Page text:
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A Successful Bar Starts with a Good Bar Manager

What Skills Do You Need to Be a Good Bar Manager?

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A good bar manager knows not only the ins and outs of managing the bar, but also how to manage people well.

Managing Bar Employees

The mantra of a good bar manager is "write it down, write it down, write it down." For example, job descriptions must be clear, create reasonable boundaries, and be written down for future reference. For a bar manager job description, nothing is too pedantic to be written down.

The job of the bartender is different from the job of a waitress or waiter, although both types of employees are able to serve drinks. Defining the boundaries of each job increases the success of the position.
  • What hours are bartenders and wait staff expected to work?
  • Who sets up the bar? What does bar set up entail? (Getting ice, cutting fruit, etc.)
  • Who cleans the bar? What does cleaning entail? For example, if the bartender is excused earlier than wait staff, it may be the wait staff's job to sweep and mop the bar area.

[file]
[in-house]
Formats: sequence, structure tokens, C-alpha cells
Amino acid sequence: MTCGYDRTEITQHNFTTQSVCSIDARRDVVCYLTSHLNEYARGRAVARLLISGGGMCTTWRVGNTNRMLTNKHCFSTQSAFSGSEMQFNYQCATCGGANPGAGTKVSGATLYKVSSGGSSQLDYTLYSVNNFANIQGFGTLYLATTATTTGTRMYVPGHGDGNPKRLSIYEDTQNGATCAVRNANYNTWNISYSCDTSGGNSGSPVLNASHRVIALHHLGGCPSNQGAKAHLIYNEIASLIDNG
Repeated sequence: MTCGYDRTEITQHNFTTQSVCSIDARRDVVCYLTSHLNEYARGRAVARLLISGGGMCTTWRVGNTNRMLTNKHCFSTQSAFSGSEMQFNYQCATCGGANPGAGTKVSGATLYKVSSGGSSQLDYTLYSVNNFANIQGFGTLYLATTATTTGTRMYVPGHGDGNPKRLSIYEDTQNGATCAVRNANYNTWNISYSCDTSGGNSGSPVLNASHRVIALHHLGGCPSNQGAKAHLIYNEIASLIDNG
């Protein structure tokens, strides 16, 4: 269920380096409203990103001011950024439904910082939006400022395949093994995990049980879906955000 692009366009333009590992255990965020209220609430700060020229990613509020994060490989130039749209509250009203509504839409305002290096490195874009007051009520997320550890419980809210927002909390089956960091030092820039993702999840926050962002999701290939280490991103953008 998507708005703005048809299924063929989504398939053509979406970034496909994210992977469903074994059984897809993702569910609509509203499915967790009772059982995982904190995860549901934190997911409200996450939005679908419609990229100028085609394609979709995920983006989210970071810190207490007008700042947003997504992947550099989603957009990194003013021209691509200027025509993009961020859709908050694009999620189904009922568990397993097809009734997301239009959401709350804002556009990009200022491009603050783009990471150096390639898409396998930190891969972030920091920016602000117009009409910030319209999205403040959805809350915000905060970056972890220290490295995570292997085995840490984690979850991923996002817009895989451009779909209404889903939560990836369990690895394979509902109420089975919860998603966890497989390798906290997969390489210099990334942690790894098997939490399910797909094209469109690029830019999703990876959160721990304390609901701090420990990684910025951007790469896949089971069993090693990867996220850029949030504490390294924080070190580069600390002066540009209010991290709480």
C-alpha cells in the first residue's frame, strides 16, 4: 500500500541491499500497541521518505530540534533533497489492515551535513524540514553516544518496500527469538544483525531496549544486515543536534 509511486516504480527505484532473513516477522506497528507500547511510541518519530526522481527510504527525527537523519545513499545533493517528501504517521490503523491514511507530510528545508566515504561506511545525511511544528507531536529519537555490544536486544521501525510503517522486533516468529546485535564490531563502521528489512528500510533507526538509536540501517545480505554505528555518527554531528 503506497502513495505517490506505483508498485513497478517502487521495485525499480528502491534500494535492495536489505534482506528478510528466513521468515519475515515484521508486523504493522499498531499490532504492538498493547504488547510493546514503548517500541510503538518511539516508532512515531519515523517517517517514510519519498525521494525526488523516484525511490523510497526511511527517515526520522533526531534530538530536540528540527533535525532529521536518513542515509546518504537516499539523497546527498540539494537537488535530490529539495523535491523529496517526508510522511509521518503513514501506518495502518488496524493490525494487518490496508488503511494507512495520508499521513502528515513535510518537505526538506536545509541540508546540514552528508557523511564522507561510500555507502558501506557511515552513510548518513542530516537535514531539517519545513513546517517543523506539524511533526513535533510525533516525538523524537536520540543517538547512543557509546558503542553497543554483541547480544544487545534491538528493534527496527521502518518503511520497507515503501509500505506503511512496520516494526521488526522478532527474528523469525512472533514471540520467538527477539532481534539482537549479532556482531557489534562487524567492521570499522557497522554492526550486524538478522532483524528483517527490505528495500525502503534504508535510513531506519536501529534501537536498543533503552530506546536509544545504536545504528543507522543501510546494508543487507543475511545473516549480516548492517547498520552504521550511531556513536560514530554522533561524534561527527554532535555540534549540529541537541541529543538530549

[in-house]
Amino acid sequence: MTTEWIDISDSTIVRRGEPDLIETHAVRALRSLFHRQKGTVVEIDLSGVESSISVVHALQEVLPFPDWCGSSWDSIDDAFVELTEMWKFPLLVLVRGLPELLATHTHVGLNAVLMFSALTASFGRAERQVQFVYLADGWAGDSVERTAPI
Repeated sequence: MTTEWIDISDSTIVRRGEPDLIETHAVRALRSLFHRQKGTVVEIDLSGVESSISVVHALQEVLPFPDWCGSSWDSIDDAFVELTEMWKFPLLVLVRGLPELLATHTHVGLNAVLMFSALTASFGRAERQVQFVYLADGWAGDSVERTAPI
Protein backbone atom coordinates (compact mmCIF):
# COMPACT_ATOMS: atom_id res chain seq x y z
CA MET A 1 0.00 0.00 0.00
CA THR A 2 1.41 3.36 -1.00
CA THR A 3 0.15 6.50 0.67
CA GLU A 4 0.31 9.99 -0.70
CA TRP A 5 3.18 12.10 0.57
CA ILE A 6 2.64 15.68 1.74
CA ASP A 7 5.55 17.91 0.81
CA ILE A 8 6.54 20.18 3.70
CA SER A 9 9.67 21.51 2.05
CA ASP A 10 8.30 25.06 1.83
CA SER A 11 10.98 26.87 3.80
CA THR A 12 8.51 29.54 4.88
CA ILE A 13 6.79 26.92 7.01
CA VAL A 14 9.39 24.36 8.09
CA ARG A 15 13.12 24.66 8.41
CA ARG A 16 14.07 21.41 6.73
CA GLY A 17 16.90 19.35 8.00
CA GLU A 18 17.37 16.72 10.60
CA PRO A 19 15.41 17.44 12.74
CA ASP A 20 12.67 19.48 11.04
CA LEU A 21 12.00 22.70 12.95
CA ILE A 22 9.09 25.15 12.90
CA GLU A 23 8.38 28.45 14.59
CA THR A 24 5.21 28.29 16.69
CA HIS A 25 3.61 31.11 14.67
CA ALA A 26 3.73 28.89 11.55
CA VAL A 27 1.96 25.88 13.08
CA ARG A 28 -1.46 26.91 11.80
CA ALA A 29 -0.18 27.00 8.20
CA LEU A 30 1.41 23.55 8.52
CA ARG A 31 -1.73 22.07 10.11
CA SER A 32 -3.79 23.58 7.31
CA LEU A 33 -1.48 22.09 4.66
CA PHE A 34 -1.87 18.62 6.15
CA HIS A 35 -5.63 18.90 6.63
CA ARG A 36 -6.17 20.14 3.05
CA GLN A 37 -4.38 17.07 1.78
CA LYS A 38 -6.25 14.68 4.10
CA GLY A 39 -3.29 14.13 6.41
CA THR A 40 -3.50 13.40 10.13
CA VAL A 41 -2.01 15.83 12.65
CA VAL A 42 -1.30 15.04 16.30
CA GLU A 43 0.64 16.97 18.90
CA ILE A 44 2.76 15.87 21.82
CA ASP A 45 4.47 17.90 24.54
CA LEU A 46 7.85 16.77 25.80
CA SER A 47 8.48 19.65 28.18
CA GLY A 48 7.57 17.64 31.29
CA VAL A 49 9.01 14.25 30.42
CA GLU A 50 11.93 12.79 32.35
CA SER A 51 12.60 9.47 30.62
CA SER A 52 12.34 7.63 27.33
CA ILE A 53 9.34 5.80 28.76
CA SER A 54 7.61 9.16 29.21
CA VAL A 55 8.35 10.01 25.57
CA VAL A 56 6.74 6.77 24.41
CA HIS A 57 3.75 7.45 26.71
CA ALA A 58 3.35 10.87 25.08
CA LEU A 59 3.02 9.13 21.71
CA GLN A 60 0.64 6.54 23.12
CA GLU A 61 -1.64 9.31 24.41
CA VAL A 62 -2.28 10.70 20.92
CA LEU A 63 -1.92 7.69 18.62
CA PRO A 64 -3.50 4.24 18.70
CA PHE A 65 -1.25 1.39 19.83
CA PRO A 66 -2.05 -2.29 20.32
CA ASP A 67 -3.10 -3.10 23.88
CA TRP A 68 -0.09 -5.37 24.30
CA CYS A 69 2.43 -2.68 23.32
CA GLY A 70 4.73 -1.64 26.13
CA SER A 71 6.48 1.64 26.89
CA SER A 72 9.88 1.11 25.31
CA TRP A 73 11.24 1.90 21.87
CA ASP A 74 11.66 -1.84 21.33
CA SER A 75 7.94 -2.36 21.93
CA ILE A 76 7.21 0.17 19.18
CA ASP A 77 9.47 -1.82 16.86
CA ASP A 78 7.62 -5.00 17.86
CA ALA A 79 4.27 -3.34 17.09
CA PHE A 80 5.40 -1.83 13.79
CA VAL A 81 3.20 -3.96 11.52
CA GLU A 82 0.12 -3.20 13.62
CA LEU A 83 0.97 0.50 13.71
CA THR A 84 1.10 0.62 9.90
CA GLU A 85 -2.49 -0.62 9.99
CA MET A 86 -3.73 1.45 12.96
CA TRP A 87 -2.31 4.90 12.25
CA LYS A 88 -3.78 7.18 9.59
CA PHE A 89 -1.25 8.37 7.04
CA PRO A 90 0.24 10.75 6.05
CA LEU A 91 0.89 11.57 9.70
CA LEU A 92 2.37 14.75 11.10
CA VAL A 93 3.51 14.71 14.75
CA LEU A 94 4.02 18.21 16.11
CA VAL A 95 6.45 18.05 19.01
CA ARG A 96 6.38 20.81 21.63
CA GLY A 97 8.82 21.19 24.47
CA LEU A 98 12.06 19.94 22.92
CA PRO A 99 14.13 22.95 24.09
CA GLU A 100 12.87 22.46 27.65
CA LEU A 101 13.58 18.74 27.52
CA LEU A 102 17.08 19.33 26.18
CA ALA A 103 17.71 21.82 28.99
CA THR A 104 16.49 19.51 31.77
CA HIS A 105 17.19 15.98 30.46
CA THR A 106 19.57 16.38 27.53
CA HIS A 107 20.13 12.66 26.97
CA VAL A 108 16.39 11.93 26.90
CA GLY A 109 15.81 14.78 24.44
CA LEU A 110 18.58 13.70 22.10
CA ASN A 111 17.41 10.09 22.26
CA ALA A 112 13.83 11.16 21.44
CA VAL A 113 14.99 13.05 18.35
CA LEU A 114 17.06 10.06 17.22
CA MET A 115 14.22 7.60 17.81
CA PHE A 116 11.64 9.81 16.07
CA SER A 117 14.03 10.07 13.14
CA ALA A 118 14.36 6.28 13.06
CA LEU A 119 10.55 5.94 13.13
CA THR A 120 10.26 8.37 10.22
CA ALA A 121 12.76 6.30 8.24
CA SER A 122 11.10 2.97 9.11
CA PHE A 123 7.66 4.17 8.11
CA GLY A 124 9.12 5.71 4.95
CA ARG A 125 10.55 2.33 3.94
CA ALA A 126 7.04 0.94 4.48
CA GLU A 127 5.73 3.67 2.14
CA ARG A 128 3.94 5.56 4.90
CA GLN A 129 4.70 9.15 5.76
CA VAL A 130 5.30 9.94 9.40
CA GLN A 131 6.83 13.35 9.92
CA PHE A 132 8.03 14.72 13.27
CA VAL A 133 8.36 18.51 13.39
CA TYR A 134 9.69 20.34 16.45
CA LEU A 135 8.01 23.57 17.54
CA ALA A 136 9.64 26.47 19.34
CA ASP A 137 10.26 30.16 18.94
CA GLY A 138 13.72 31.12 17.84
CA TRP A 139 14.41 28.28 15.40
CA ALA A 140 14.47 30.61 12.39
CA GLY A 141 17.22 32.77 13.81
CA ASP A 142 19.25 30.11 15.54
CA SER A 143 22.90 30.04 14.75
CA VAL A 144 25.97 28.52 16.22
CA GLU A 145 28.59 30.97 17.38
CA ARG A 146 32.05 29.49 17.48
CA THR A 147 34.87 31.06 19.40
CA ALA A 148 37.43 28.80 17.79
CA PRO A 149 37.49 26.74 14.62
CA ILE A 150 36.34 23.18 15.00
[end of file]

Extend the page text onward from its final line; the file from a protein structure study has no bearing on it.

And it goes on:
Wait staff are often required to tip out a bartender for his or her services. Tips outs can be abused, so think this policy through to be fair to all involved. If the bartender is not present for the whole shift, and the wait staff do some of the bar work, a full 10% of tips to the bartender is not needed. Some bars require a tip out percentage of bar sales to the bartender, instead.

If you are a bar manager and a bartender, you have a conflict of interest when deciding upon tip out policies. Managers should not take tip outs from staff, and in some states, it is illegal to do so.

Dealing With Employee Problems

A bar manager has to take care of the staff that work under him or her. When controversy arises, have an appropriate system in place for employees to express their grievances. Avoid and do not tolerate staff members acting out their feelings while working.
  • Be available. Allow staff to request time to speak with you.
  • Listen to staff grievances from each employee involved. You need to understand what is happening to make an appropriate decision.
  • Be firm. You met with staff members. You listened. You thought about the issues. You have made a decision. Staff members are required to abide by your decision if they wish to continue to work with you.

Bar Employee Behavior

Make sure to reward professional and appropriate behavior among your staff. When you have valuable employees working for you, take care of them. Thank them for a job well done. Ask them how things are going. Take them out for a beer now and then and have an occasional staff party. Make good workers feel appreciated and they are most likely to stay.

Written by: Beth Taylor